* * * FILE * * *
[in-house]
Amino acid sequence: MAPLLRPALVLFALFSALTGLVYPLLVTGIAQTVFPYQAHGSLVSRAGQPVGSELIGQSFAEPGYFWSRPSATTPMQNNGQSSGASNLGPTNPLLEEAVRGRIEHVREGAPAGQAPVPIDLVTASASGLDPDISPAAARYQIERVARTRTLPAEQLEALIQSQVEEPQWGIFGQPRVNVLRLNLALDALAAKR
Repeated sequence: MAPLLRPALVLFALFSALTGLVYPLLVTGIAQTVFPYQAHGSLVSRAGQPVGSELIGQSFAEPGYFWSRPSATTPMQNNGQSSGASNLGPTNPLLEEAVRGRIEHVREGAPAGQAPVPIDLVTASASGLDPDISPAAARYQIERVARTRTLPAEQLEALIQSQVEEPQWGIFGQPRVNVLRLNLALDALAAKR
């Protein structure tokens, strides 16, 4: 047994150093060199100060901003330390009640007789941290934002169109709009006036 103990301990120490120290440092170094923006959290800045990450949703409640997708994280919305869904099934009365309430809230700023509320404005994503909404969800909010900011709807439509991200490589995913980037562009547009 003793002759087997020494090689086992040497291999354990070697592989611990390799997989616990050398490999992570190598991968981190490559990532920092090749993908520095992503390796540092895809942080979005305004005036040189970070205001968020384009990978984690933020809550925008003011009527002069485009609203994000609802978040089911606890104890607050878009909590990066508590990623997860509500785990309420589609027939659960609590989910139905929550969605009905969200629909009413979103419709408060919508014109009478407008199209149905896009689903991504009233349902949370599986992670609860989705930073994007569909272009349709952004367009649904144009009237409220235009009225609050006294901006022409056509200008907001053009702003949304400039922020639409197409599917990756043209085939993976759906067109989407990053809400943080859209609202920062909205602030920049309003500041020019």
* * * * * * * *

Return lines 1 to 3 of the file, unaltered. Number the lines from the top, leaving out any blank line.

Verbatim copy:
[in-house]
Amino acid sequence: MAPLLRPALVLFALFSALTGLVYPLLVTGIAQTVFPYQAHGSLVSRAGQPVGSELIGQSFAEPGYFWSRPSATTPMQNNGQSSGASNLGPTNPLLEEAVRGRIEHVREGAPAGQAPVPIDLVTASASGLDPDISPAAARYQIERVARTRTLPAEQLEALIQSQVEEPQWGIFGQPRVNVLRLNLALDALAAKR
Repeated sequence: MAPLLRPALVLFALFSALTGLVYPLLVTGIAQTVFPYQAHGSLVSRAGQPVGSELIGQSFAEPGYFWSRPSATTPMQNNGQSSGASNLGPTNPLLEEAVRGRIEHVREGAPAGQAPVPIDLVTASASGLDPDISPAAARYQIERVARTRTLPAEQLEALIQSQVEEPQWGIFGQPRVNVLRLNLALDALAAKR